Potential Effectiveness as a Teaching Tool
I regularly use this collection in my own courses to help students better grasp complex ideas and concepts. Many of the topics that students in an introductory statistics course struggle with (e.g., sampling distributions, inference)are presented in this collection, and certainly, a goal of the collection is to better help students develop a more conceptual understanding of these topics. Those interested in using this collection can find activities related to different applets in some of the other work done by Rossman and Chance (like "Workshop Statistics" and "Investigating Statistical Concepts, Applications, or Methods"). However, even without access to these resources, it would be relatively easy to create assignments and assessments based on many of the applets. By using these applets, students can discover patterns in data that might not be otherwise seen (e.g., some applets allow students to simulate taking thousands of different samples, and this can help them better see what shape a sampling distribution will take on and how sample size affects the shape of the sampling distribution).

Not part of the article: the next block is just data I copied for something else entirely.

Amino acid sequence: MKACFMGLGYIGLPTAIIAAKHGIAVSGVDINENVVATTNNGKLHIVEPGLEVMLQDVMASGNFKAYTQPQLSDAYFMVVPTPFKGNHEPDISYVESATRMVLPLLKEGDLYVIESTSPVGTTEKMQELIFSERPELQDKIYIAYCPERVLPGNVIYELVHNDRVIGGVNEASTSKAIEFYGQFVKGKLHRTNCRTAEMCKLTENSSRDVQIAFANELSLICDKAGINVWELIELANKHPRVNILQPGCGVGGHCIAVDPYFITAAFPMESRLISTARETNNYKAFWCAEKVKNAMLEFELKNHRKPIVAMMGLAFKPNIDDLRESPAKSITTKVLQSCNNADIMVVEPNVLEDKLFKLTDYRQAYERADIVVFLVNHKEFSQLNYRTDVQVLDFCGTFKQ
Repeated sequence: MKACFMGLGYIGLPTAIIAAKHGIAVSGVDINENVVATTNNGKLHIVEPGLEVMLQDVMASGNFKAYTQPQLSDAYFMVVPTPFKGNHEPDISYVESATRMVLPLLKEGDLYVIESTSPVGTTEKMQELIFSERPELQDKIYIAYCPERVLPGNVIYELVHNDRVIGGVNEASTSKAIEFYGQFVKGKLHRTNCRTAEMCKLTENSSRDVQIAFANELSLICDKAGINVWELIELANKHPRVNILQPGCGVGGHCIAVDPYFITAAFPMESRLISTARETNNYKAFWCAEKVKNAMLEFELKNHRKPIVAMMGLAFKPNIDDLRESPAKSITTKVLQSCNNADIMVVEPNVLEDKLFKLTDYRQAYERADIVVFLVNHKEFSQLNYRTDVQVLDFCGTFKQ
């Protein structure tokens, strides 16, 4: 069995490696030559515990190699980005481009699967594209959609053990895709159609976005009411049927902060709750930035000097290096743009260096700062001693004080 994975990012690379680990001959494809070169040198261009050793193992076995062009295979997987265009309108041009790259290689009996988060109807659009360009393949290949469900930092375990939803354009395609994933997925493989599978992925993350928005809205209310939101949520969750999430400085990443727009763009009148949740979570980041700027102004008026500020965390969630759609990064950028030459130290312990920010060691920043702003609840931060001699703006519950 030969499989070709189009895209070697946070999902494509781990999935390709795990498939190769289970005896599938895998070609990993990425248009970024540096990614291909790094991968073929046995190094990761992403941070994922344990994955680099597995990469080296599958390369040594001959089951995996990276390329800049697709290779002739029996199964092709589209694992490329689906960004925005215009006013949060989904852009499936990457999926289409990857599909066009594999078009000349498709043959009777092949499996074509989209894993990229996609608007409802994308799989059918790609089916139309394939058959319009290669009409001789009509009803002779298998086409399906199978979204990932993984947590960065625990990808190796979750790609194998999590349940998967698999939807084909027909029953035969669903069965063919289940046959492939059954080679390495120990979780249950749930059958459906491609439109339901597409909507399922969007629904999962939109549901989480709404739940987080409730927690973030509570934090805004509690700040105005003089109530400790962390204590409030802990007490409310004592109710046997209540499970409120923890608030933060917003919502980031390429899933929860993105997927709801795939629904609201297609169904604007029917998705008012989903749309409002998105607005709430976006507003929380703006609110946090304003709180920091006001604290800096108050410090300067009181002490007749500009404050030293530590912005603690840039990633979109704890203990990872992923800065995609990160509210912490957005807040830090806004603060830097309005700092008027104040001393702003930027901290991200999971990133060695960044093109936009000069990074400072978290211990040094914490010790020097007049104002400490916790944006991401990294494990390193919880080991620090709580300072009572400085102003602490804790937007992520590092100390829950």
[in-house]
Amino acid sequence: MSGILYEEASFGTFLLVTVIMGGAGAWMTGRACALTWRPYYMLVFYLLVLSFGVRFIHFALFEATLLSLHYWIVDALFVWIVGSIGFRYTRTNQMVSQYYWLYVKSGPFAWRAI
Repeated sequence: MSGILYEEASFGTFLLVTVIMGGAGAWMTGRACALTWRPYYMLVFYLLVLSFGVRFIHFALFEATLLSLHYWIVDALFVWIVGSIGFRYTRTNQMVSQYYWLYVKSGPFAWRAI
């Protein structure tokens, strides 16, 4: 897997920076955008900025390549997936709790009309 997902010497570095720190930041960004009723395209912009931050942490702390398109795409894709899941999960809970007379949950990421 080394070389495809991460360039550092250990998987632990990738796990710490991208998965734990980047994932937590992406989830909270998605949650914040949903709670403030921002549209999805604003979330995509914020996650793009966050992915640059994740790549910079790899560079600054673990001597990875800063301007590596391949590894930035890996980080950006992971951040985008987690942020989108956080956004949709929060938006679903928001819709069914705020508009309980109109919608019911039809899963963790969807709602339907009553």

The instructor will need to explain the concepts and relationships between the concepts to the students. The instructor will need to write instructions for their own students. It would help the instructor to read the applicable sections of Workshop Statistics to learn what the author intended first.
Ease of Use for Both Students and Faculty
Many of the applets are very easy to use and can be figured out without a lot of direction. Several of the applets include engaging visuals and vivid colors, and all of the applets are interactive. This collection is a model of high design quality. The data analysis applets are particularly strong and include good step-by-step instructions and thought-questions for the students. The probability applets are easier to understand without instructions.
As mentioned earlier, the only concern is that it's not always obvious how to use each applet without background knowledge gained from "Workshop Statistics." However, since the applet collection is always undergoing revisions (and since more and more applets are added on a regular basis), this issue may soon be addressed.
Other Issues and Comments:
These applets can be an excellent resource for instructors if thought is put into how to introduce them to the students. The applets could be useful for guided lecture demonstrations to illustrate a concept such as sampling distributions which can be hard for a student to understand with words only. The applets could also be used as part of a lab if the instructor writes out instructions and specific questions for the students to answer.